Press Release: Zero Waste Europe - New ESR proposal is promising but lacks strength
For Immediate Release: Brussels 25 July, 2016
Zero Waste Europe welcomes the European Commission’s proposal to reduce greenhouse gas emissions in key economic sectors such as waste management by 30% by 2030, but warns that potential loopholes from the EU’s carbon market as well as credits from forestry to offset emissions in those sectors would seriously undermine the EU’s commitment to combating climate change.
Under the Effort Sharing Regulation (ESR), EU Member States are committed to reducing greenhouse gas emissions by 30% in sectors outside the EU’s Emission Trading Scheme (ETS) – including waste, transport, buildings and agriculture. These sectors represent almost 60% of the greenhouse gas emissions of the EU.
Zero Waste Europe believes that all sectors, including waste management, have to work towards reducing greenhouse gas emissions.
Janek Vahk, Zero Waste Europe´s Development and Policy Coordinator said. “Under the new ESR, Member States will be obliged to reduce their GHG emissions by 30%, but these higher targets will not necessarily deliver real mitigation action at the scale of transformation needed unless there is strong coordination and alignment with other sectoral policies such as Circular Economy.”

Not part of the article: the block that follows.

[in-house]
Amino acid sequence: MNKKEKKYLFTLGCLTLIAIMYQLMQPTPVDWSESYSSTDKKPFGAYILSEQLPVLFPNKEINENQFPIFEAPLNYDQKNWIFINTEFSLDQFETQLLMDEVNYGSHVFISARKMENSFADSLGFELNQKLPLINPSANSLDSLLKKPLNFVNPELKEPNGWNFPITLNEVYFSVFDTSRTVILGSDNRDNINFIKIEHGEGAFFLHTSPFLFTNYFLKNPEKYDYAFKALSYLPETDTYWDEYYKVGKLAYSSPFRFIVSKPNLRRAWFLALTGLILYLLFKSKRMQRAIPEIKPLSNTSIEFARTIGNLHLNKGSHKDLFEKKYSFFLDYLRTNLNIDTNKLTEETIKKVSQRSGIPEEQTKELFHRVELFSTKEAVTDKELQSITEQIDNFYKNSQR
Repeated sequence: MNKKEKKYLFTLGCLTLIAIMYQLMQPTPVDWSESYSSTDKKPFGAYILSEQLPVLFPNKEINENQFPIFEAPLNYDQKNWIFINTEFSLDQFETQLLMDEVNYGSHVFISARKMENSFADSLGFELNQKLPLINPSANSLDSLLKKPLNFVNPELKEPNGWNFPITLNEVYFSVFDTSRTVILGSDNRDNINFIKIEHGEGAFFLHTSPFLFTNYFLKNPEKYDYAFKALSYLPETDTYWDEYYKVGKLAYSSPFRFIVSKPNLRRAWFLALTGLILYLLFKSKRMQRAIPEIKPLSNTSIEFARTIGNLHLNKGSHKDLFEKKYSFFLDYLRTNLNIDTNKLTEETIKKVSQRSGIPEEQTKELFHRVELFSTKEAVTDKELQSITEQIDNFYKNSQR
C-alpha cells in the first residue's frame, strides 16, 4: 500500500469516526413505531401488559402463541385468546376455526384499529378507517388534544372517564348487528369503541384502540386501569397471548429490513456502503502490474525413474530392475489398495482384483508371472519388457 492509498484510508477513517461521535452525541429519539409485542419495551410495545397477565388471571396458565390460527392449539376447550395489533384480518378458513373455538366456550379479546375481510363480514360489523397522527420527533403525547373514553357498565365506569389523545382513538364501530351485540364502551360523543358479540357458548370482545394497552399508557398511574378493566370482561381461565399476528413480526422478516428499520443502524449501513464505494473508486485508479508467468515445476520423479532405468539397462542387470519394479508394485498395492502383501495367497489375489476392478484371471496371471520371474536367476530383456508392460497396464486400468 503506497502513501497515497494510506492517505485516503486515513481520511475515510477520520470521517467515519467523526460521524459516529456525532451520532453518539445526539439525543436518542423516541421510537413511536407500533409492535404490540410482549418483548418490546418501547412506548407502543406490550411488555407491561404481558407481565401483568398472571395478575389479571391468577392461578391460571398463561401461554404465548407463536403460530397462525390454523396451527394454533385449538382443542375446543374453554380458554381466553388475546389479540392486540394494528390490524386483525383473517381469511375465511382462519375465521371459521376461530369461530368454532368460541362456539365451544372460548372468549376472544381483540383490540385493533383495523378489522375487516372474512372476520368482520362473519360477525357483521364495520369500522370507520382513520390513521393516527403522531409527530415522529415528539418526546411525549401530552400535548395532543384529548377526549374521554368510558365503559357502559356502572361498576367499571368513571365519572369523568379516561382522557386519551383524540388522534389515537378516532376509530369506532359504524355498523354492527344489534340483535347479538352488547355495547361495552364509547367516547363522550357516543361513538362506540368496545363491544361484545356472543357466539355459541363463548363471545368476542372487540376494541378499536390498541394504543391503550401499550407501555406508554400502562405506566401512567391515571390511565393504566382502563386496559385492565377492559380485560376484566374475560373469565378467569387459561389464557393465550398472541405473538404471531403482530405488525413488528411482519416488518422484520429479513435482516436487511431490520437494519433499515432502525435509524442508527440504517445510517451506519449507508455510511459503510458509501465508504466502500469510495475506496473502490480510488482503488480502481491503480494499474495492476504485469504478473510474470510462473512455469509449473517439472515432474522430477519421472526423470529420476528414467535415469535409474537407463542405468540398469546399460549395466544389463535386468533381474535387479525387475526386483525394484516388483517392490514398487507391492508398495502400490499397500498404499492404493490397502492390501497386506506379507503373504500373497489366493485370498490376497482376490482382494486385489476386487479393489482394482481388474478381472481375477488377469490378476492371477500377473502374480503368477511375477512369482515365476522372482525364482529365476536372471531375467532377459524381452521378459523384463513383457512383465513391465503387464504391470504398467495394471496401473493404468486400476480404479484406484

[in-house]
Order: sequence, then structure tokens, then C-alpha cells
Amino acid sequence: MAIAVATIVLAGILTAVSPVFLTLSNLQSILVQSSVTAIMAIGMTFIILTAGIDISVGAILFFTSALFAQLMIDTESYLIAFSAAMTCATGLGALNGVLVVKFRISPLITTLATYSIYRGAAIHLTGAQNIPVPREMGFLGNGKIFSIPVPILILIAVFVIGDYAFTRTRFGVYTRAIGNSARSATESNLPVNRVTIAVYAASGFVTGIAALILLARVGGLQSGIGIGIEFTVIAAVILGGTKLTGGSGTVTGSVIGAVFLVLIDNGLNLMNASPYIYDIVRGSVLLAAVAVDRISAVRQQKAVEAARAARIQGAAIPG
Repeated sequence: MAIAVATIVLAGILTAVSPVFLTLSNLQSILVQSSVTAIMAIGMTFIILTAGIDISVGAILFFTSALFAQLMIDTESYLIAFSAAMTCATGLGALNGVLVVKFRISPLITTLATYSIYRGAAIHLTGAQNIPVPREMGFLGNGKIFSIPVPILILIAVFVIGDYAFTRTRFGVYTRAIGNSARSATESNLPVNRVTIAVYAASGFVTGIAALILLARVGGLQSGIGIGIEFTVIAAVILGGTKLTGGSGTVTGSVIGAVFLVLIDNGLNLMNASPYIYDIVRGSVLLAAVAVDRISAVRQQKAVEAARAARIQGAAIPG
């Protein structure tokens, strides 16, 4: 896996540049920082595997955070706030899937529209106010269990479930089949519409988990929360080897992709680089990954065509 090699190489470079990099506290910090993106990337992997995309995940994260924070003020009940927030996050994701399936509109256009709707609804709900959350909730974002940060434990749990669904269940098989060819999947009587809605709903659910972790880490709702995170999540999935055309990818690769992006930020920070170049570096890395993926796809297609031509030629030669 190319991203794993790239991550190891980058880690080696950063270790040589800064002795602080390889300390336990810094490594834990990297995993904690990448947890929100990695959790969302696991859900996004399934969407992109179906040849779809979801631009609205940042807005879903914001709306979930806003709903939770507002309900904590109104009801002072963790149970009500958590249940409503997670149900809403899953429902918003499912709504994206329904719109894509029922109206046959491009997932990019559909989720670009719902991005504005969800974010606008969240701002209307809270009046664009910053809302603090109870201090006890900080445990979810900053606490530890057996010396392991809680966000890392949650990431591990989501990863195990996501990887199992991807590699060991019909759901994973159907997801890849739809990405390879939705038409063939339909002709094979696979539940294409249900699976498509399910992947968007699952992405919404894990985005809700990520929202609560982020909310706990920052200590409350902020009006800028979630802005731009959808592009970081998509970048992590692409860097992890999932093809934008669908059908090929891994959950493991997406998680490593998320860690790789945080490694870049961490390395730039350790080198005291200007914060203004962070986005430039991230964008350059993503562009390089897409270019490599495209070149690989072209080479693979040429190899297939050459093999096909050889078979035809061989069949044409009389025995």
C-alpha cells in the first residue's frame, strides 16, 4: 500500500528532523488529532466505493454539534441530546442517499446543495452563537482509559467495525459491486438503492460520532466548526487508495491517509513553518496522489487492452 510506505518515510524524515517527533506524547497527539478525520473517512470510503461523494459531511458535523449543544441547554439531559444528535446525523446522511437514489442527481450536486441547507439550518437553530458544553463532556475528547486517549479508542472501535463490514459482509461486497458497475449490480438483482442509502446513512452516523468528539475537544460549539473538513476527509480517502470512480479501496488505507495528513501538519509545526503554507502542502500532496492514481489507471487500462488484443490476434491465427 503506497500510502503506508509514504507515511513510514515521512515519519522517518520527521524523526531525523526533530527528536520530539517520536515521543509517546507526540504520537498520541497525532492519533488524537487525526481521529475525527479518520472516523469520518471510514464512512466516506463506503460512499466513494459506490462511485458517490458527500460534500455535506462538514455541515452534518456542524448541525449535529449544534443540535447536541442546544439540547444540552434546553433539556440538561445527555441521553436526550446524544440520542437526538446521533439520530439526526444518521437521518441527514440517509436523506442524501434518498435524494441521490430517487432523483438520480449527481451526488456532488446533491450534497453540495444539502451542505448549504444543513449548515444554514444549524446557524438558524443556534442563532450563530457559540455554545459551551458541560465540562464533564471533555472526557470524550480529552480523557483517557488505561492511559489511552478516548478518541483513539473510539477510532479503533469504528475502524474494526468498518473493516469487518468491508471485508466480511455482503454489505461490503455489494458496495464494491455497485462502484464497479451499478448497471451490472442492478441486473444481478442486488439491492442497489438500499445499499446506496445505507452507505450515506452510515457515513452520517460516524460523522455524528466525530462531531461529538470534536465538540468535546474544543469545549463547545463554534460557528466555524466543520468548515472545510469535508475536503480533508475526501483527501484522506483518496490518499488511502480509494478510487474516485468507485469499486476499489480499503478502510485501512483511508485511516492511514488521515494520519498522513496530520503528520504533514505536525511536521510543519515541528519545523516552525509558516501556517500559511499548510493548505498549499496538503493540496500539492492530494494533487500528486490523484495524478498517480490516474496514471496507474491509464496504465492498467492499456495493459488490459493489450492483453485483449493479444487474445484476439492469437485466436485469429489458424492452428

As acknowledged by the European Commission, the Circular Economy Package has the potential to further reduce emissions in the waste sector and beyond, and this is an opportunity that should not be missed.
The Effort Sharing Regulation could be an important tool to incentivise Member States to develop effective climate mitigation actions in the waste management sector. Recent research calculated that the optimal implementation of the Circular Economy Package waste targets (2014 version) would save 190 million/tones CO2-eq/year, which would be the equivalent to the total annual emissions of the Netherlands.”
Ferran Rosa, Zero Waste Europe’s Waste Policy Officer said: “the Circular Economy Package can contribute massively to climate mitigation. Although the biggest environmental and climate benefits are in prevention, the Circular Economy Package fails to propose any EU-wide objective of waste prevention”.
Zero Waste Europe calls on the European Parliament and Member States to strengthen the EU’s largest climate legislation by exploiting the synergies with the Circular Economy Package and other legislation, and including prevention policies specifically tackling those waste streams that could deliver significant climate benefits, such as food waste, textiles or plastics. Failing that, these sectors will likely remain largely unimproved, and a number of loopholes will threaten the implementation of the ESR.